March Archives

March 25, 2007 - Last runs of the season, Blandford

The last runs of the season were made at Blandford Ski Area this Saturday. There were a few kids out there taking lessons, but the mountain was generally deserted. Temps in the high 40s-low 50s, sunny, and generally excellent spring-skiing snow. Definitely shows you who is used to it and who is not, just take a look at the sprawled bodies.

This season certainly was a short one, thanks to mother nature. Now "mud season" will be upon us, which means...hiking time! The site will be updated and switched over to a spring theme soon!


Two entries for the day. I have decided to make "accouncements" headlines a different color to grab attention.

Several people have asked about the "ski movie" after one did not get produced last year. The official word is..there will not be a ski movie for the 05-06 season. There were several factors for this, but the most influencing one is lack of usable footage.

Last year the temperatures were at or below zero for the majority of our vacation, with windchills as low as 40 below. This was not a suitable environment for my camera. The footage that I did end up getting, after trimming and editing, was not enough to produce the movie.

I instead have started making a compilation movie of all of our years, but this is by no means a priority project.

In addition, we did not shoot any footage this year while on vacation. There were too many people coming and going at odd times; I would have had to break the camera out every day to get everybody involved in the film. Honestly, I'm also concentrating on changing my skiing technique. This fact, coupled with the excellent weather we had, basically ruled out with me fiddling around with the camera. (When one skis with a $700 camera around one's neck, that person is not able to "fool around" without signifigant risk to breaking the equipment)

March 17, 2007 - Skiing & Hiking after the freshies fell

Well, I am currently settling in to a night of Harry Potter and the Sorcer's Stone on ABCFamily channel, drafting up a summary of today's events. My faithful furry feline would also like you all to know that he is here, judging by his most vivacious triumphant meow when he jumped up on the sofa.

Last night we got about 10" of snow here. Blandford got about 10-12, I would estimate. This was nature's last burst of wintriness before mud season. We got up early to ski for a few hours in the freshies. Several first tracks were made, but it turns out that the freshies actually had a mild crusty on the outside. Like an M&M...cruchy outside and yummy underneath. Personally I loved the snow, although others weren't so fond of it.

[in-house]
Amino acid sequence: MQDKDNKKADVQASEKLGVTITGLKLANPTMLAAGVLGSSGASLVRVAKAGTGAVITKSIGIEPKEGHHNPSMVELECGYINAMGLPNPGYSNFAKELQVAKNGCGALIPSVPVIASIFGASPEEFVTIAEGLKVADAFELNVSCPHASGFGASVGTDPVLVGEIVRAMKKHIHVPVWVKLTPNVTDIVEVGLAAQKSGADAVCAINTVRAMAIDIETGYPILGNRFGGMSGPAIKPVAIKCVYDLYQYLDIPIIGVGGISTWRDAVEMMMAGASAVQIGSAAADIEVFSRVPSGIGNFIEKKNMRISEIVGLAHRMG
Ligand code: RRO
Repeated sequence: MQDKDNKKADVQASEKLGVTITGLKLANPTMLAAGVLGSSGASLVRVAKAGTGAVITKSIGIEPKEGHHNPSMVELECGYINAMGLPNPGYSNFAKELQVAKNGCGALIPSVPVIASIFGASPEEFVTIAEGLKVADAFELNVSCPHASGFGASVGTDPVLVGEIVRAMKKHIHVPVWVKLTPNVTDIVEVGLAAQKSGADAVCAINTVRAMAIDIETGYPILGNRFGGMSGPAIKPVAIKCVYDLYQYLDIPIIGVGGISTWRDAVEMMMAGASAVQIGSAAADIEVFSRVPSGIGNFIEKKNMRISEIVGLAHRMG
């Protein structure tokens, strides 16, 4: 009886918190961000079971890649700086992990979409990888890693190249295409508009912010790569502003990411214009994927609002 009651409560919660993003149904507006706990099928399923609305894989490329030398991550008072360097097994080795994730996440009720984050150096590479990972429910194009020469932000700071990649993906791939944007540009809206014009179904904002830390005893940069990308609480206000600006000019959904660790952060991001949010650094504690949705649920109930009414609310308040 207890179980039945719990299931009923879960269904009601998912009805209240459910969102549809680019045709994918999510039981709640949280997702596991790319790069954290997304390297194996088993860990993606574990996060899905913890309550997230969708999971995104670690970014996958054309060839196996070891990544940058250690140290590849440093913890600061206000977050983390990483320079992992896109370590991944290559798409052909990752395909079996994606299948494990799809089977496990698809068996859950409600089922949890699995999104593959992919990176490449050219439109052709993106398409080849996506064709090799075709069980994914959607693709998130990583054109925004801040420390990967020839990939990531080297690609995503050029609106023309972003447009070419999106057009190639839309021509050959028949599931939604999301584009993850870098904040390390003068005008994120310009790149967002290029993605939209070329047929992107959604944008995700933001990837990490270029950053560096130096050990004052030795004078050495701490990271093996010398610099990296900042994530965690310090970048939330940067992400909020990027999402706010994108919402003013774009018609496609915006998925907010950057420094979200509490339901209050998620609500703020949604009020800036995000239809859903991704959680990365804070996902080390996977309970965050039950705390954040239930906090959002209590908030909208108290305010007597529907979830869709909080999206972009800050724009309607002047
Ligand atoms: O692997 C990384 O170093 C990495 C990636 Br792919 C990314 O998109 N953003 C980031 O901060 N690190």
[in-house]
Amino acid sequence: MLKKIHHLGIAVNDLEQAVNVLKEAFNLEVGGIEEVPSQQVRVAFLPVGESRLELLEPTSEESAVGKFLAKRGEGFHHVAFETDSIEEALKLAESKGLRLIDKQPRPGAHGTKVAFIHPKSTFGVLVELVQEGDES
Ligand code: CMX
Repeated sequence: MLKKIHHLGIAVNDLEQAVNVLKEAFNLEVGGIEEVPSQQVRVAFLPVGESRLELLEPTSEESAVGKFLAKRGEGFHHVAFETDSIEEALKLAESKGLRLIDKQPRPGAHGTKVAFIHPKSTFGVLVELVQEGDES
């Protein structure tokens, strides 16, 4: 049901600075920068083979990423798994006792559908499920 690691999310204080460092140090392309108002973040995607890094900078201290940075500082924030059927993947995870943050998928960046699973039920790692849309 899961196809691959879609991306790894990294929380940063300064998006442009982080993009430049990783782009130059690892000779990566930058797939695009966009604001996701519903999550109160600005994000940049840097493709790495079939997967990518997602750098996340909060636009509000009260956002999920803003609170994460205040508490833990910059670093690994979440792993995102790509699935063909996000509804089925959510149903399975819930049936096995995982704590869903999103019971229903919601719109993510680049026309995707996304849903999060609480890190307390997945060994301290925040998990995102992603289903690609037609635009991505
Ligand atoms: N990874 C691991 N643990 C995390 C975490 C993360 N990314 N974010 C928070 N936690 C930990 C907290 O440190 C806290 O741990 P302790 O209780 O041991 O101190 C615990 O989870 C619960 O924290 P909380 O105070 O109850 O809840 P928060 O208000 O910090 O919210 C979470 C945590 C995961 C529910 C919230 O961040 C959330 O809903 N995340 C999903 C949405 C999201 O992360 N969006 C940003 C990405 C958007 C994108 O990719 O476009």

The terrain resembled a minefield of fallen skiiers (suprisingly not snowboarders) as the day wore on. It was mildly amusing to watch people learn how one's technique must be adapted in the "powder" or you will not survive. And in the crusties...ya gotta use those edges. If you try and shoulder turn you will fall. How did I fare? Pretty well. Only had one real close one, but thankfully my ankle only mildly complained when I attempted to turn it in a direction of which it is not supposed to. Why? I turned to look behind me, the shoulder came around, one ski accidentally did...and the other one most decidedly did not.

It was also nice to see the board members and other personnell from the mountain out on the slopes for some free time. Lessons? Hah! There were no lessons today. Only the die-hards got up in the morning to dig out their cars and trudge up the side of a mountain. Oh, and here's a tip...MINIVANS are not suituable for driving in a half-plowed parking lots of ski areas. Any avid skiier knows that, so please do not make me wait while you perform several humorus attempts to go around a corner in 10" of snow. (All I can say is the AWD Subarus rock! I didn't even have to dig out of the hood-level hard wall of snow the plow in the parking lot left behind. Put in gear and go...simple.)

Upon returning to the nice warm house, I decided to take what is most likely the season's last jaunt out on snowshoes. Went up to the Holyoke state park, route 141 side. Followed the Fire Road trail which was untouched, less several animal tracks. (rabbit, racoon, and something large that I had no idea what it was...moose? Nah. But big!)